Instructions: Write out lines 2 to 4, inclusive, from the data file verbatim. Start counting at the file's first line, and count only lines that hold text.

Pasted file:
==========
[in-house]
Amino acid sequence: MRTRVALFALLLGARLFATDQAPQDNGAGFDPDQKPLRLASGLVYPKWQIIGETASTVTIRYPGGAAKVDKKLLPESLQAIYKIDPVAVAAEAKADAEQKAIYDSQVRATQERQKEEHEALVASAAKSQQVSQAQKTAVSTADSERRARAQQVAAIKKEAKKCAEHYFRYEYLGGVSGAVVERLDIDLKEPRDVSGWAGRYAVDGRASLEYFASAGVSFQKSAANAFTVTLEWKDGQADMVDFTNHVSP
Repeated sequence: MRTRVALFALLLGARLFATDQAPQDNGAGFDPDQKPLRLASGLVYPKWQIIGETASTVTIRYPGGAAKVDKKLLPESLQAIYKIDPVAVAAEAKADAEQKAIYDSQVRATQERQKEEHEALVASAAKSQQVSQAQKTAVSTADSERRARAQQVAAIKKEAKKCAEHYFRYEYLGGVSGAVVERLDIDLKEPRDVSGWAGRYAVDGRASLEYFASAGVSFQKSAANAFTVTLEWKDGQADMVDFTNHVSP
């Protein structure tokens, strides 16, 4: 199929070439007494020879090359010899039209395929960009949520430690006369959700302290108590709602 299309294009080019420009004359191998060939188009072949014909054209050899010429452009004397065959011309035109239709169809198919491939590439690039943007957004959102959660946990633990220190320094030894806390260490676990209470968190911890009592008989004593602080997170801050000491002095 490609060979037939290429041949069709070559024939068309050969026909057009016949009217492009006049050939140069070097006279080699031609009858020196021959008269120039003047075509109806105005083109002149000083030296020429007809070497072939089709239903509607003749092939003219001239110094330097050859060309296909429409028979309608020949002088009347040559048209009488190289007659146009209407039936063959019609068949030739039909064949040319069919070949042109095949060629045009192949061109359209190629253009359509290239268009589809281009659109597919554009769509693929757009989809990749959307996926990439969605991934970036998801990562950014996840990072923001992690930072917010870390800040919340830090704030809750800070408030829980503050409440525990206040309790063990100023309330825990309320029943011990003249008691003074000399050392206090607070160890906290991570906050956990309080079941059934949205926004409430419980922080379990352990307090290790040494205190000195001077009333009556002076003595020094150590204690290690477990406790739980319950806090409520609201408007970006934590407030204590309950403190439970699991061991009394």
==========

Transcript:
Amino acid sequence: MRTRVALFALLLGARLFATDQAPQDNGAGFDPDQKPLRLASGLVYPKWQIIGETASTVTIRYPGGAAKVDKKLLPESLQAIYKIDPVAVAAEAKADAEQKAIYDSQVRATQERQKEEHEALVASAAKSQQVSQAQKTAVSTADSERRARAQQVAAIKKEAKKCAEHYFRYEYLGGVSGAVVERLDIDLKEPRDVSGWAGRYAVDGRASLEYFASAGVSFQKSAANAFTVTLEWKDGQADMVDFTNHVSP
Repeated sequence: MRTRVALFALLLGARLFATDQAPQDNGAGFDPDQKPLRLASGLVYPKWQIIGETASTVTIRYPGGAAKVDKKLLPESLQAIYKIDPVAVAAEAKADAEQKAIYDSQVRATQERQKEEHEALVASAAKSQQVSQAQKTAVSTADSERRARAQQVAAIKKEAKKCAEHYFRYEYLGGVSGAVVERLDIDLKEPRDVSGWAGRYAVDGRASLEYFASAGVSFQKSAANAFTVTLEWKDGQADMVDFTNHVSP
């Protein structure tokens, strides 16, 4: 199929070439007494020879090359010899039209395929960009949520430690006369959700302290108590709602 299309294009080019420009004359191998060939188009072949014909054209050899010429452009004397065959011309035109239709169809198919491939590439690039943007957004959102959660946990633990220190320094030894806390260490676990209470968190911890009592008989004593602080997170801050000491002095 490609060979037939290429041949069709070559024939068309050969026909057009016949009217492009006049050939140069070097006279080699031609009858020196021959008269120039003047075509109806105005083109002149000083030296020429007809070497072939089709239903509607003749092939003219001239110094330097050859060309296909429409028979309608020949002088009347040559048209009488190289007659146009209407039936063959019609068949030739039909064949040319069919070949042109095949060629045009192949061109359209190629253009359509290239268009589809281009659109597919554009769509693929757009989809990749959307996926990439969605991934970036998801990562950014996840990072923001992690930072917010870390800040919340830090704030809750800070408030829980503050409440525990206040309790063990100023309330825990309320029943011990003249008691003074000399050392206090607070160890906290991570906050956990309080079941059934949205926004409430419980922080379990352990307090290790040494205190000195001077009333009556002076003595020094150590204690290690477990406790739980319950806090409520609201408007970006934590407030204590309950403190439970699991061991009394």